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Fungus-growing ants use antibiotic-producing bacteria to control garden parasites
The well-studied, ancient and highly evolved mutualism between fungus-growing ants and their fungi has become a model system in the study of symbiosis. Although it is thought at present to involveExpand
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The agricultural pathology of ant fungus gardens.
Gardens of fungus-growing ants (Formicidae: Attini) traditionally have been thought to be free of microbial parasites, with the fungal mutualist maintained in nearly pure "monocultures." We conductedExpand
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Northern forestry and carabids: the case for concern about old-growth species
Spence, J. & Currie, C., Department of Biological Sciences, CW-405A BiologicalSciences Building, University of Alberta, Edmonton, Alberta Canada T6G 2E3Carcamo, H., Department of Biological Sciences,Expand
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Ancient Tripartite Coevolution in the Attine Ant-Microbe Symbiosis
The symbiosis between fungus-growing ants and the fungi they cultivate for food has been shaped by 50 million years of coevolution. Phylogenetic analyses indicate that this long coevolutionaryExpand
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Weeding and grooming of pathogens in agriculture by ants
The ancient mutualism between fungus-growing ants and the fungi they cultivate for food is a textbook example of symbiosis. Fungus–growing ants' ability to cultivate fungi depends on protection ofExpand
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Experimental evidence of a tripartite mutualism: bacteria protect ant fungus gardens from specialized parasites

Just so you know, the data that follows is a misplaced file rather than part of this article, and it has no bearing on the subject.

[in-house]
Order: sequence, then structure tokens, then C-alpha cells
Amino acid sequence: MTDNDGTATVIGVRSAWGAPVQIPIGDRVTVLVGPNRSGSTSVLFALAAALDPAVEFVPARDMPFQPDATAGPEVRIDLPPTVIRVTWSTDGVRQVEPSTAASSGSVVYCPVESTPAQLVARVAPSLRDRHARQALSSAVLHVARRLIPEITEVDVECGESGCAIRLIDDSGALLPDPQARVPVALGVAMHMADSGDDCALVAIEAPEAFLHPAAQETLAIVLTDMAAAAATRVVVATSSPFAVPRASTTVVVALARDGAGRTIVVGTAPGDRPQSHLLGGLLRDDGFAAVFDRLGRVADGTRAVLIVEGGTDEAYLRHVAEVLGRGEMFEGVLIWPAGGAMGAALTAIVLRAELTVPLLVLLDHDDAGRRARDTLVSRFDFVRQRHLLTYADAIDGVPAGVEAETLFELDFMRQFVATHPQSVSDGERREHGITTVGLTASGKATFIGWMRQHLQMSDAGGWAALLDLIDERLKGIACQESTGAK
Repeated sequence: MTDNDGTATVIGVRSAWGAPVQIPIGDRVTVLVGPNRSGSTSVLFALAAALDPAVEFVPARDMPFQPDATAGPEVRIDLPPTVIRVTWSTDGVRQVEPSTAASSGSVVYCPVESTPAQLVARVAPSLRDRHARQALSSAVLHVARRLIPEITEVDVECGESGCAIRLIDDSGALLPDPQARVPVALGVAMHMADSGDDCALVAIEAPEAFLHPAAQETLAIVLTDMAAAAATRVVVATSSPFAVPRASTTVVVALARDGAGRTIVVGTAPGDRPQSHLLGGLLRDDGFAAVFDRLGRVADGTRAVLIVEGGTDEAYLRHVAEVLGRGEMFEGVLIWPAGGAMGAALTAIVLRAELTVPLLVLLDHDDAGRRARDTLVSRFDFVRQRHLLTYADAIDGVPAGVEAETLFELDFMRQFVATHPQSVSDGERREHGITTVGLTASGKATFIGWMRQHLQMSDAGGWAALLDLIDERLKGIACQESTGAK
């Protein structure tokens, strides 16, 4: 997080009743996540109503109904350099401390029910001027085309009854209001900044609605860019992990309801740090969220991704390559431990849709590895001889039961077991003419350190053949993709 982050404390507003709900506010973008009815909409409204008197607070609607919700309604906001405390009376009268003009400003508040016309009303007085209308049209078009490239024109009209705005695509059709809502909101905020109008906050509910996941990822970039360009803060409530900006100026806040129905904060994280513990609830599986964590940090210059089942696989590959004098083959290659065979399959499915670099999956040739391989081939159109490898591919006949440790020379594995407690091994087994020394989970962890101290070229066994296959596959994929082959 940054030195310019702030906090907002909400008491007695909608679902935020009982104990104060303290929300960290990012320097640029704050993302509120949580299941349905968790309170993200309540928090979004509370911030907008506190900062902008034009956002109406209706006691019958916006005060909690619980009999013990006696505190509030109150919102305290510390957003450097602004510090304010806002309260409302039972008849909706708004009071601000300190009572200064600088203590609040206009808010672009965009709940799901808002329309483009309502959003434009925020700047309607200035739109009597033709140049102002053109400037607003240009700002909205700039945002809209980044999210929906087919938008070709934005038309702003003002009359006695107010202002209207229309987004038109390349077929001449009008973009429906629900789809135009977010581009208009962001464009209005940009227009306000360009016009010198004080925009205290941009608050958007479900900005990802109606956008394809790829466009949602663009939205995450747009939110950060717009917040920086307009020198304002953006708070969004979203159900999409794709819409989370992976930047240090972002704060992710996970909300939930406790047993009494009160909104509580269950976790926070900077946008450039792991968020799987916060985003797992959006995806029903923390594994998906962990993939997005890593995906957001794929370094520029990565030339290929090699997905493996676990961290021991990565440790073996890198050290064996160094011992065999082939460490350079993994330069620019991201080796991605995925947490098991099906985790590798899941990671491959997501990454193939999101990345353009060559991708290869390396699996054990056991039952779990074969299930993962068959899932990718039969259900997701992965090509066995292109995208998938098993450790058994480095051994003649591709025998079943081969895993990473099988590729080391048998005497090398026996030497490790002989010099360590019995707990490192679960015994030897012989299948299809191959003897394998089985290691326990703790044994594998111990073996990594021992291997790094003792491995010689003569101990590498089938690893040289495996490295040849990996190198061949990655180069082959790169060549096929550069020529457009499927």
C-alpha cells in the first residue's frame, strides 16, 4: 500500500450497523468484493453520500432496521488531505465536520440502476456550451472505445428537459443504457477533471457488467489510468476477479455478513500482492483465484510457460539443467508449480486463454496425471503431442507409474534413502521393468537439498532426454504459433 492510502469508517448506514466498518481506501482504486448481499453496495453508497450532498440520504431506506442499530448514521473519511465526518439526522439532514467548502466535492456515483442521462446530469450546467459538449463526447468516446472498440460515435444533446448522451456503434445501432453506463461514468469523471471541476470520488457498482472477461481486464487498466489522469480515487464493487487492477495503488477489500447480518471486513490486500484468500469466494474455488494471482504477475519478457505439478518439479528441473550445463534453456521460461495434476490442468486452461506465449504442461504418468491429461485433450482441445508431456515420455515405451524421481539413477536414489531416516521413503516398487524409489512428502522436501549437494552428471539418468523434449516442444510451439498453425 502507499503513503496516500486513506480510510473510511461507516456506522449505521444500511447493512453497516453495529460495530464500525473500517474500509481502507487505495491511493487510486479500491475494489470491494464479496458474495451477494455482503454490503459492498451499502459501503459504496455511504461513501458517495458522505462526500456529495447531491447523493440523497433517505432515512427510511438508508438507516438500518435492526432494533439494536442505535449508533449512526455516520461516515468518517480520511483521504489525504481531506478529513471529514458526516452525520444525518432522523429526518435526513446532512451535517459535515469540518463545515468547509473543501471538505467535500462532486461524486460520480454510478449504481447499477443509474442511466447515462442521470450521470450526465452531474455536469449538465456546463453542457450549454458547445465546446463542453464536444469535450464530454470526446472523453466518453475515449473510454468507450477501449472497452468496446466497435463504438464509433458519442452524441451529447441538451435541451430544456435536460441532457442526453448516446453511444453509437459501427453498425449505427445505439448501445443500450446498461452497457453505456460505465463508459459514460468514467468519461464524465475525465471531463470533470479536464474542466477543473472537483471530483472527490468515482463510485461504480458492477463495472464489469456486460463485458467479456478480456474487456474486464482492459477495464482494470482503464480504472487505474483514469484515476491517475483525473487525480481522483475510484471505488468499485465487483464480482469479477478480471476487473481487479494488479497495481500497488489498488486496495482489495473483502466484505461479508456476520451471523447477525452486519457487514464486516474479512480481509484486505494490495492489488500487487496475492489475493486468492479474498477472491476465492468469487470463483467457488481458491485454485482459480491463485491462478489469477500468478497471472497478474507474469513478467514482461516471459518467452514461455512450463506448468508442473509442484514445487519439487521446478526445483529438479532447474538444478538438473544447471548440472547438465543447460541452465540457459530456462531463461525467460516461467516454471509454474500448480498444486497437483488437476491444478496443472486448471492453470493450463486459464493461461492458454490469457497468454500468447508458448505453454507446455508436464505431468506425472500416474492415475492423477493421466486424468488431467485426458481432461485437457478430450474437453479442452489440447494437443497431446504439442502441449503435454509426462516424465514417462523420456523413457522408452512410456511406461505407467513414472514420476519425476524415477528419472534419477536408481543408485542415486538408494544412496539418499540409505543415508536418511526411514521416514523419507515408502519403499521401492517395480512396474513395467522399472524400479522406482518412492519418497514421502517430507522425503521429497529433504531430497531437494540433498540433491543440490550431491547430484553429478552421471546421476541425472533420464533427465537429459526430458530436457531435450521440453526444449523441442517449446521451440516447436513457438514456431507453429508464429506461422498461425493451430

Symbioses shape all levels of biological organization. Although symbiotic interactions are typically viewed as bipartite associations, with two organisms interacting largely in isolation from otherExpand
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The Origin of the Attine Ant-Fungus Mutualism
Cultivation of fungus for food originated about 45-65 million years ago in the ancestor of fungus-growing ants (Formicidae, tribe Attini), representing an evolutionary transition from the life of aExpand
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An Insect Herbivore Microbiome with High Plant Biomass-Degrading Capacity
Herbivores can gain indirect access to recalcitrant carbon present in plant cell walls through symbiotic associations with lignocellulolytic microbes. A paradigmatic example is the leaf-cutter antExpand
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Draft genome of the globally widespread and invasive Argentine ant (Linepithema humile)
Ants are some of the most abundant and familiar animals on Earth, and they play vital roles in most terrestrial ecosystems. Although all ants are eusocial, and display a variety of complex andExpand
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The Complete Genome Sequence of Fibrobacter succinogenes S85 Reveals a Cellulolytic and Metabolic Specialist
Fibrobacter succinogenes is an important member of the rumen microbial community that converts plant biomass into nutrients usable by its host. This bacterium, which is also one of only twoExpand
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